RESULTS

Figure 1A depicts DMSO suspensions of the nanosheets used for spin coating. The original aqueous suspensions of metal oxide nanosheets (Ti0.87O20.52− and Ca2Nb3O10) (see fig. S1), GO, and rGO were prepared according to previously reported procedures (see the Supplementary Materials) (2528). Next, the suspensions were converted into the DMSO ones through sedimentation of all the nanosheets via high-speed centrifugation followed by redispersion into DMSO. For the suspension of GO and rGO, we added an appropriate amount of tetrabutylammonium hydroxide (TBAOH) solution before redispersing in DMSO, which is a key to attain their neat tiling, as will be described below. DMSO is selected because of its appropriate viscosity as well as suspensibility of the nanosheets. The obtained suspensions of Ti0.87O20.52− and Ca2Nb3O10 nanosheets looked opalescent and translucent, whereas those of GO and rGO were black. The sample of large-size Ti0.87O20.52− nanosheets (Fig. 1A, i) showed a clear schlieren texture from liquid crystallinity, reflecting their large lateral dimension, whereas the other samples of relatively small nanosheets showed a rather featureless appearance, evolving the texture only when agitated or turned around. The observable texture indicates that the nanosheets remained monodispersed in DMSO.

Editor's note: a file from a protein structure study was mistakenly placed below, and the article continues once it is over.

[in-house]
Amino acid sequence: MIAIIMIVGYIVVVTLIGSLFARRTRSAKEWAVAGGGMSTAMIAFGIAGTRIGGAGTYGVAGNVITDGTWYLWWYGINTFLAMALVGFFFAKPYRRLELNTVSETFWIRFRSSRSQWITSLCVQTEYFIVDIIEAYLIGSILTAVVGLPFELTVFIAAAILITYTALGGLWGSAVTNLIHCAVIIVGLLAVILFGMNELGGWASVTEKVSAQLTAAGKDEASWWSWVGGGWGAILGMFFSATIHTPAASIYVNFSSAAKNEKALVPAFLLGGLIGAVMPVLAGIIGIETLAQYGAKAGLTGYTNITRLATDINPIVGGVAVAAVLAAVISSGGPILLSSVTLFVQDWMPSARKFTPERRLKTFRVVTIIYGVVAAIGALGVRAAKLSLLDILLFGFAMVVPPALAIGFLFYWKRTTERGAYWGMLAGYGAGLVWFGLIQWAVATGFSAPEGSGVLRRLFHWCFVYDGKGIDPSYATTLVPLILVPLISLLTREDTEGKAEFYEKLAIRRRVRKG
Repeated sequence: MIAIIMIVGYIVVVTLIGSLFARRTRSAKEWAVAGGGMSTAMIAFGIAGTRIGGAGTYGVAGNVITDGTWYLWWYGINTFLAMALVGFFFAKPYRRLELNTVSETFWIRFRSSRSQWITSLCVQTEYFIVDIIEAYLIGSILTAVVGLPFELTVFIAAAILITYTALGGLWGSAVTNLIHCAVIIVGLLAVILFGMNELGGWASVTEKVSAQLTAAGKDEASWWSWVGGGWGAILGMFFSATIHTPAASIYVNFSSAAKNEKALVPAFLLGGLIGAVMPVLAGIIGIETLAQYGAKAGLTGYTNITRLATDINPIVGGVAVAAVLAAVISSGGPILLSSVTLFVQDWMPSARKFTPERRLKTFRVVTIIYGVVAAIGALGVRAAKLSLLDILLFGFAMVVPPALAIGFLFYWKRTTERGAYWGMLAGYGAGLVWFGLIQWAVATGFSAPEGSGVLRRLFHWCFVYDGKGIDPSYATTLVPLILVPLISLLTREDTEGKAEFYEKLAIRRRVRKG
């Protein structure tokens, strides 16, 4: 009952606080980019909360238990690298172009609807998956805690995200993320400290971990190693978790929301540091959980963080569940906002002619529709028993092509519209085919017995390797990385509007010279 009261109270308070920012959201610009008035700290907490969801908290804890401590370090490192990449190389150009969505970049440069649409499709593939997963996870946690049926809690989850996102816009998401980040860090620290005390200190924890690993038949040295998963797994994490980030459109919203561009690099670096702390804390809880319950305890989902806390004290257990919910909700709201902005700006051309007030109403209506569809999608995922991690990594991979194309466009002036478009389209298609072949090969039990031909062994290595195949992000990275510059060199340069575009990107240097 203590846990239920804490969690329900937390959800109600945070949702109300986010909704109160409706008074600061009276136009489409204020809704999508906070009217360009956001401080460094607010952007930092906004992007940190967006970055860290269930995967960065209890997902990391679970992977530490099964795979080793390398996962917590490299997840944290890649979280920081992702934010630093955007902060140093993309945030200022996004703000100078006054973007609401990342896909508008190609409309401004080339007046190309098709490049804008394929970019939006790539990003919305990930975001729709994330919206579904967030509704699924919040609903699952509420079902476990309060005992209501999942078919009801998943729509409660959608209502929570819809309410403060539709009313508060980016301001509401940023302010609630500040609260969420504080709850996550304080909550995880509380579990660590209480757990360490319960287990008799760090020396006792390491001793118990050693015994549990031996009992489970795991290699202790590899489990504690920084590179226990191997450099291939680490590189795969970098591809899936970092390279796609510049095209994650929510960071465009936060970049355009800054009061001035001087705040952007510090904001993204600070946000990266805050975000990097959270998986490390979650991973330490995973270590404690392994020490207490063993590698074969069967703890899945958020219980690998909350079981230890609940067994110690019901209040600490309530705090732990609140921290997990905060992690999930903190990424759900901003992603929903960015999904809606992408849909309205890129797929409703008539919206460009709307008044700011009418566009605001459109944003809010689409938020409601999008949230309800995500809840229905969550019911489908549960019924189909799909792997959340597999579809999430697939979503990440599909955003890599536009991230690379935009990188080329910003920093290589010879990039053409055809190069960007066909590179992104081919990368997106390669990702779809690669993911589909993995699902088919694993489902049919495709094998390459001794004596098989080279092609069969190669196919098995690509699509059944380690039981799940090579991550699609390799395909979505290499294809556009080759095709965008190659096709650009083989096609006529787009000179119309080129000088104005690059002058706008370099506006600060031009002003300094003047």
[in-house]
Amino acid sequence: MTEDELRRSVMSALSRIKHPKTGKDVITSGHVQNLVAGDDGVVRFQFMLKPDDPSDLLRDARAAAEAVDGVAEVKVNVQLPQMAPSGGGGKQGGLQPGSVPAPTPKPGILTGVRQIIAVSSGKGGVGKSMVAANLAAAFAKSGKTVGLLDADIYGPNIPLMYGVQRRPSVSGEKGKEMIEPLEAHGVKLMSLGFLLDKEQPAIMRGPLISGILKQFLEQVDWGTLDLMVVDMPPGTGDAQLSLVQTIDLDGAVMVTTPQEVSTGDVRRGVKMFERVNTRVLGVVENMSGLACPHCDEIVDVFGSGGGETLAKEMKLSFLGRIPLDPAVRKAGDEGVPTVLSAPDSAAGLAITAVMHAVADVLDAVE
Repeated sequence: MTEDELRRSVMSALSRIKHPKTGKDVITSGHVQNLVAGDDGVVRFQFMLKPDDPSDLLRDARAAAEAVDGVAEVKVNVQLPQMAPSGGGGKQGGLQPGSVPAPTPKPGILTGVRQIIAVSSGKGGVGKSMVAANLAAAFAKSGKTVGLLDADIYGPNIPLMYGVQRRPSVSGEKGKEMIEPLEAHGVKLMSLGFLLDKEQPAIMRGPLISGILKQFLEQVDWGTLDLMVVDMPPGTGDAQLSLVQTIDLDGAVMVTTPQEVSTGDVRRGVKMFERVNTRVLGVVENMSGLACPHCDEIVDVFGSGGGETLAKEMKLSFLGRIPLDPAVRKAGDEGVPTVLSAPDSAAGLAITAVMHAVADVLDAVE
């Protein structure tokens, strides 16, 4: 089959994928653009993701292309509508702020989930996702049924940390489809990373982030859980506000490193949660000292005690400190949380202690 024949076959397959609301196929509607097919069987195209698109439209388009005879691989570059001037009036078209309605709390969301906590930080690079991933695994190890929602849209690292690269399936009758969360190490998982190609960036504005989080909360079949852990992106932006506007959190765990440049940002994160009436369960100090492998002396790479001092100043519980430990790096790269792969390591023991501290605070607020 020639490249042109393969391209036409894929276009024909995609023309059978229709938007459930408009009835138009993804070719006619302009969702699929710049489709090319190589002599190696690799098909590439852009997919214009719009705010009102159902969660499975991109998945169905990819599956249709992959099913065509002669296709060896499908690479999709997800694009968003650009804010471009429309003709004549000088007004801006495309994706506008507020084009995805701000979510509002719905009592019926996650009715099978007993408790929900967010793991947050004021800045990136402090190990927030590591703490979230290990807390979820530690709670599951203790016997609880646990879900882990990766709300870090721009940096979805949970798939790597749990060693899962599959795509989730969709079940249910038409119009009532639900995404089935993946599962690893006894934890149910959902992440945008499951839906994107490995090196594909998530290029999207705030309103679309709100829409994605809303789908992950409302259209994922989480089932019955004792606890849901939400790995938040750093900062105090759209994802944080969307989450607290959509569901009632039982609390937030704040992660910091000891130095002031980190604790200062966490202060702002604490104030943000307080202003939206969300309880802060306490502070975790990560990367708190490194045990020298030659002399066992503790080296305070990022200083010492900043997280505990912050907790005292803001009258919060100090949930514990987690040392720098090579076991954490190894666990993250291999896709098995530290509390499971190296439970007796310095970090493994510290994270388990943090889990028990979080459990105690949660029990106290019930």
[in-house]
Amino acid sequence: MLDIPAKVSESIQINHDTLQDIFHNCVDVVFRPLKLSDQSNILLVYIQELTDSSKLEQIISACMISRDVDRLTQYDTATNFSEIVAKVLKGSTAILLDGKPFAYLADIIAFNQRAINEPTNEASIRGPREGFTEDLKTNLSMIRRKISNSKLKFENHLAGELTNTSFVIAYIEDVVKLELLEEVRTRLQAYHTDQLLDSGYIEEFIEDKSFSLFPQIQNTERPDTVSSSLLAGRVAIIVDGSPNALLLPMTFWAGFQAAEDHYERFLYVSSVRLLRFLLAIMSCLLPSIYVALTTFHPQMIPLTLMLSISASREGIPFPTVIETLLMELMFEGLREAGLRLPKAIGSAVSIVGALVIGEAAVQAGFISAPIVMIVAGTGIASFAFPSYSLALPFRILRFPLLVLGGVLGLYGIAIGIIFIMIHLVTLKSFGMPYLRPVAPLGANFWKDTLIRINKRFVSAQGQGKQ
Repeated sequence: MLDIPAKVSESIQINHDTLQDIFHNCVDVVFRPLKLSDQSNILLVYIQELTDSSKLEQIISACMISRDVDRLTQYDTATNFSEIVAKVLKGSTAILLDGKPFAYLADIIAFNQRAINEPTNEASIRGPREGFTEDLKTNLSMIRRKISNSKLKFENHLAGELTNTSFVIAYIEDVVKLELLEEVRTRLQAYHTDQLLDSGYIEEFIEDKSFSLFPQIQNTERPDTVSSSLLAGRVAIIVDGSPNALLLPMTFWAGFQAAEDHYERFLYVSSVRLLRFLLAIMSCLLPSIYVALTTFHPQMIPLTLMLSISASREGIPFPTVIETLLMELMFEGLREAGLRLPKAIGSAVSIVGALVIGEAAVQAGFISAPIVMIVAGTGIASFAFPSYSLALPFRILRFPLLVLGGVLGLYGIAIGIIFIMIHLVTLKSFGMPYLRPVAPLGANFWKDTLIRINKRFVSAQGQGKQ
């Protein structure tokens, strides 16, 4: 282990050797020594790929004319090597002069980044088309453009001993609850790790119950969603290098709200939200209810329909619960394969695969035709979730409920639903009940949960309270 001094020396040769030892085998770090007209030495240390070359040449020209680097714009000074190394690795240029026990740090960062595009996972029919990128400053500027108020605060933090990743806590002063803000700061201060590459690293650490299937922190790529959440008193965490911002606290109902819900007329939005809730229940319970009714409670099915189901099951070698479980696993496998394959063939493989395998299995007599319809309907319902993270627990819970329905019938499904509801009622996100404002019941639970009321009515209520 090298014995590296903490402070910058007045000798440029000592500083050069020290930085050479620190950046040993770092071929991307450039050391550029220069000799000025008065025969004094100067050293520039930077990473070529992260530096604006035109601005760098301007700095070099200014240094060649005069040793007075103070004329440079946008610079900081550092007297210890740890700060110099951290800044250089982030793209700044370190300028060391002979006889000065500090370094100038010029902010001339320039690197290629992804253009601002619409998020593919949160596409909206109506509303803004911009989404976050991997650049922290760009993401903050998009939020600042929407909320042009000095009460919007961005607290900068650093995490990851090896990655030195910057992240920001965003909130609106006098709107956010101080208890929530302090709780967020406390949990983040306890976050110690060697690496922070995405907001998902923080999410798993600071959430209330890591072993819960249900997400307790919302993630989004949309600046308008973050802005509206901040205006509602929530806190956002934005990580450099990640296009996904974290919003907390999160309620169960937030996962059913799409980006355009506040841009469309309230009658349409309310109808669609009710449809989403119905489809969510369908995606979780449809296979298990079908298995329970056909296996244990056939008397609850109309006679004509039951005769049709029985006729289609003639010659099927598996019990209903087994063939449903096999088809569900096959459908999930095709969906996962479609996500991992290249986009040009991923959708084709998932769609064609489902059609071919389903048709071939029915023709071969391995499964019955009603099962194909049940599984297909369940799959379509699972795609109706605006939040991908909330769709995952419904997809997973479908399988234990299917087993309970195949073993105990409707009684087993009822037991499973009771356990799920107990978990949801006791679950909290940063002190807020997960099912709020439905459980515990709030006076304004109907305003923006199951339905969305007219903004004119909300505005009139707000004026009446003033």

Fig. 1 Precursor suspensions for spin coating and the obtained monolayer films.

(A) Typical precursor DMSO nanosheet suspensions for spin coating: Bottles i to v contain the suspensions of Ti0.87O20.52− (large, 0.3 wt %), Ti0.87O20.52− (small, 0.36 wt %), Ca2Nb3O10 (1.38 wt %), GO (0.072 wt %), and rGO (0.045 wt %), respectively. (B) SEM image of the monolayer film obtained by spin coating the suspension of i. A single nanosheet is highlighted by a red polygon. (C to G) AFM images of the monolayer films via spin coating of the suspensions of i to v. The thickness of the nanosheets in (C) to (G) was ~1.4, 1.0, 2.3, 1.1, and 1.0 nm, respectively, which is consistent with the values reported for the unilamellar nanosheets. On the other hand, the average lateral size was ~10, 0.3, 2, 2, and 1 μm, respectively, which is compatible with the textural appearance of the suspensions.